NEW HAVEN, Conn., Oct. 21 (UPI) -- Women's feelings and behaviors concerning contraception are conflicted, yet many don't seek out methods to better satisfy needs, a U.S. survey indicates.
Seventy-nine percent of current hormonal contraceptive users have concerns about their current birth control method, the survey by Harris Interactive for Schering-Plough says
Six percent of women say they worry most about the possibility of getting pregnant and 46 percent using birth control say they often feel relieved to get their periods if sexually active.
Twenty-one percent who currently use, or have previously used, hormonal contraceptives say they have difficulty remembering to use their birth control sometimes, but 75 percent say they never sacrifice spontaneity due to their birth control method.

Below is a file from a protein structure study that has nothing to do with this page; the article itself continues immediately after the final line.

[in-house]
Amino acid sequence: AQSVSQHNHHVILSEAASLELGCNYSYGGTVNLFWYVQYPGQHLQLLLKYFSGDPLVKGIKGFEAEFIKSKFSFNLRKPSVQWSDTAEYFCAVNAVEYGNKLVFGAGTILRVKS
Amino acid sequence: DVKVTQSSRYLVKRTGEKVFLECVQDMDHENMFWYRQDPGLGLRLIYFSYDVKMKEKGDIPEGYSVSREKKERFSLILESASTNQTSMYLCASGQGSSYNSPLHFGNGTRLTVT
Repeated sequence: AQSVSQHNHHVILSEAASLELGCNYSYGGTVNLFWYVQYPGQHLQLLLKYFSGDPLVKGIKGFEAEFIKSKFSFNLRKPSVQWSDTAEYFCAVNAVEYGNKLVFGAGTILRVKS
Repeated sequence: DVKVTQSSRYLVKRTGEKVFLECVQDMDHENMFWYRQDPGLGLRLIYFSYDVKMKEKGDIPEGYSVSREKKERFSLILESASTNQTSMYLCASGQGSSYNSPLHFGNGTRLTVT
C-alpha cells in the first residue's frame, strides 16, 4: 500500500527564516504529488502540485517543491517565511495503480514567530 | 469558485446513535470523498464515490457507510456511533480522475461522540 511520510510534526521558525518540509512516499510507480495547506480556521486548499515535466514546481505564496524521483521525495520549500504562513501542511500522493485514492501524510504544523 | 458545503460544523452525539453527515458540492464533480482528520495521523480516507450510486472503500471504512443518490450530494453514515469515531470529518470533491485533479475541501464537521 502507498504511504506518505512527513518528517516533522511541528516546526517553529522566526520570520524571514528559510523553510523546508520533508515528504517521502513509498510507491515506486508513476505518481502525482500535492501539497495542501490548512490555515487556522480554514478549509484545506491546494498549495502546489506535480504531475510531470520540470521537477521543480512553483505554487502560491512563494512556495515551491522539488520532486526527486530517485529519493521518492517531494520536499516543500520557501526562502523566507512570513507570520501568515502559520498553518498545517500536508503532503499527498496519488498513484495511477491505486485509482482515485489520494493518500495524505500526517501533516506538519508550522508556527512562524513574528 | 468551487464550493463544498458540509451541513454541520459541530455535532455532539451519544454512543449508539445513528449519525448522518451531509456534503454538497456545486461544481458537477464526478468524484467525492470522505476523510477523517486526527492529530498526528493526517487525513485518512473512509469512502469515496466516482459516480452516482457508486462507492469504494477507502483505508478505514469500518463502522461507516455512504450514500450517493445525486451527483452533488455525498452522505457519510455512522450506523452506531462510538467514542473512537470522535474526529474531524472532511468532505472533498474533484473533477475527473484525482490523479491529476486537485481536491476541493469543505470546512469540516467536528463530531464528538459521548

"With more than half of all unintended U.S. pregnancies occurring among couples who used some type of birth control, it's very troubling that the majority of women are not confident in their contraceptive methods," Dr. Mary Jane Minkin, of Yale University School of Medicine says in a statement.
"It only takes one birth control slip up to get pregnant, and if women are not feeling confident in their current method, they should express their concerns with their healthcare providers to find an option that suits them better."